With the right wind, any cat can fly a hull (yes, even a Lagoon 320!). But before arriving to max heeling moment and capsizing, it is a long route. I would prefer being able to fly a hull under a sudden black cloud stormy wind on an Atlantic passage, rather than losing the mast.
     
  12. Eric Sponberg
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    Eric Sponberg Senior Member

    You can rationalize loads and safety factors any way you want, and in your suggested case, you end up at the same place by two different routes. So it doesn't matter which way you go, simply justify your thinking so that you can handle the boat appropriately. Don't let the rig get to maximum load. You'll see that squall coming in plenty of time if you are paying attention to the weather, so you'll likely have sail reduced, which greatly reduces the chances of the rig being overloaded. You can't design and build against ALL risks--the boat would be just too heavy and expensive. As I said, pick your philosophy of design and justify it.

    Eric
     
  13. brian eiland
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    brian eiland Senior Member

    Yes I knew Malcom passed,...such a shame. But he was asking about the owner of Catbird Suites who has participated quite a bit in the forums.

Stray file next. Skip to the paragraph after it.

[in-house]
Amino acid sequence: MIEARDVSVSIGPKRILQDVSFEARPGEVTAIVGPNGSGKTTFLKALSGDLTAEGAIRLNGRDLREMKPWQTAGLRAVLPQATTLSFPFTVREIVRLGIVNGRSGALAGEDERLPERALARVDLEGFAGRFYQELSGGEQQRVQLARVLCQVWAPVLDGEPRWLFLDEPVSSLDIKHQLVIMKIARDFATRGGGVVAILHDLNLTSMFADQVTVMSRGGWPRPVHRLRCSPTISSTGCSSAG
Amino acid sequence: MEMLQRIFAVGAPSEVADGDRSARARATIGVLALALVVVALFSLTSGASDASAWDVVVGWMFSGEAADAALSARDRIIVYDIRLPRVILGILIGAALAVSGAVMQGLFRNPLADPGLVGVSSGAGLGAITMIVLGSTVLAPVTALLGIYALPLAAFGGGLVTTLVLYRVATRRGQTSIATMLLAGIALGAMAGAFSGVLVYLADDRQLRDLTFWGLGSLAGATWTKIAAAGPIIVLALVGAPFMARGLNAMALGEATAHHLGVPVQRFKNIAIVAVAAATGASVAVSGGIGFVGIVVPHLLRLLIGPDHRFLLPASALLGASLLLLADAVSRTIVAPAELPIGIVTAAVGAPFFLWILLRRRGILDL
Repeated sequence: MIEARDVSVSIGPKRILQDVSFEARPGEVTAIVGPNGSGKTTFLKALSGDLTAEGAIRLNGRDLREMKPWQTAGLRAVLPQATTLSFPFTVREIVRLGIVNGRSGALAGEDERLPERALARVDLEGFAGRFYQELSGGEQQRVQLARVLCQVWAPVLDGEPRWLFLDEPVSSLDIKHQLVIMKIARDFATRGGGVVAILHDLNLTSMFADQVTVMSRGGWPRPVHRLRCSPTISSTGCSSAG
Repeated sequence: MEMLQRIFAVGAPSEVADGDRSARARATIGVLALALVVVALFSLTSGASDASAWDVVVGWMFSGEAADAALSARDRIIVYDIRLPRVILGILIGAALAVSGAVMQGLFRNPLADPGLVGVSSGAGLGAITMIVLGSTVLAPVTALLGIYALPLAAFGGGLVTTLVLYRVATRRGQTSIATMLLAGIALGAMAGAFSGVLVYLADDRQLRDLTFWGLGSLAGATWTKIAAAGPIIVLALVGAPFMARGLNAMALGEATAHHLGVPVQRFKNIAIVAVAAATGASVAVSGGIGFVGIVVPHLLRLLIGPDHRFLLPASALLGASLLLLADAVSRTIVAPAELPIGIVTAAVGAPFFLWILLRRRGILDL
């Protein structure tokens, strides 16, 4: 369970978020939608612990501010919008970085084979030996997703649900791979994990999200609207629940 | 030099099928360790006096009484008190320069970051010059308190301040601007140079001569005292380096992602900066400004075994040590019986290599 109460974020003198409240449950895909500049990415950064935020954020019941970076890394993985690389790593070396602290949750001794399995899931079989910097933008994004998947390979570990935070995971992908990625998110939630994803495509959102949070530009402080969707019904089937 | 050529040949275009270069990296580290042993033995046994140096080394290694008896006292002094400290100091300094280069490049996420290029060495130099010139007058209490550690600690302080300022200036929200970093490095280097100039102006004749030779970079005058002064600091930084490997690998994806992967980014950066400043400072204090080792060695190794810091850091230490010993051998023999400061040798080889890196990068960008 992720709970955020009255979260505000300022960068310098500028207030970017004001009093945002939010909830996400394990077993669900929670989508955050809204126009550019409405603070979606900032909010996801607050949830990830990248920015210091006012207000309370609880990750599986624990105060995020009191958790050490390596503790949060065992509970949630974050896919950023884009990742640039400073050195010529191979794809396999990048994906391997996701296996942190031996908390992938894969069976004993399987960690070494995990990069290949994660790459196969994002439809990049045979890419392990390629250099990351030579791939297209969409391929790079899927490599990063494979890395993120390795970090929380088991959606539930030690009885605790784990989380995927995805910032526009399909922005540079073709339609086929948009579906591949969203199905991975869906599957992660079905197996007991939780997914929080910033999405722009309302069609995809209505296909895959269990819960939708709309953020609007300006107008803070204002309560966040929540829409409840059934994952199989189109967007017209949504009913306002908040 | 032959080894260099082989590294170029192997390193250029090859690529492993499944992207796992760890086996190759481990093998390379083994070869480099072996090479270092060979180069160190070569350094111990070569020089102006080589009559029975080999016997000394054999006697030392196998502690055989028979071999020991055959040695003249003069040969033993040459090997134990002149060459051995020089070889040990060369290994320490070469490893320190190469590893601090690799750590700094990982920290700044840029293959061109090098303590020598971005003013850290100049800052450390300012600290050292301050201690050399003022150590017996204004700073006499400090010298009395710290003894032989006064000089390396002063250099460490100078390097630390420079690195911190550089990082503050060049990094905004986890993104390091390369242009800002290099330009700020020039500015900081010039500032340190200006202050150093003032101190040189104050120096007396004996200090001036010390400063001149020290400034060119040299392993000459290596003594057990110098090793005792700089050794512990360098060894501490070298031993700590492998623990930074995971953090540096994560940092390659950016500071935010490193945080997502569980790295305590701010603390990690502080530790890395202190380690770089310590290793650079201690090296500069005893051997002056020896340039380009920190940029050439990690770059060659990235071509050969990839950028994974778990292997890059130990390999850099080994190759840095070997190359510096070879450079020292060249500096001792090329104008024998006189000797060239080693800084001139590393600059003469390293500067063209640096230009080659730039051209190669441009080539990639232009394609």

14. sharpii2
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    sharpii2 Senior Member

    Most multi capsizes I've heard of have been caused by a combination of big wind and big waves.

    Your max righting moment assumes the boat is on a level sea. If you are on the face of a wave, especially one that is confuse or about to break, you may already be heeled quite a bit. Then add a gust of wind, and a breaker at the same time, and you'll wish you never thought of flying a hull.

    Another danger of flying a hull is that more wind can get under the wing deck structure and gleefully assist with the capsize.

    Ideally, IMHO, a multi should have a resilient rig which bends under excessive winds rather than breaking, or capsizing the boat.
     

  15. T0x1c
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    T0x1c Junior Member

    Draft ISO 12215-9

    Attached is an excerpt of Draft ISO 12215-9 - Sailing Boats - Appendages and Rig Attachements. I would appreciate to have your opinion on the mentionned design RM for rig calculation. Note: all units are ISO.

    The final ISO 12215-9:2012 does not deal anymore with rigs, only appendages. Which proves that the answer for rig calculation is not straightforward, as the corresponding CE standard is long overdue.

    Maybe I should open a new thread on this?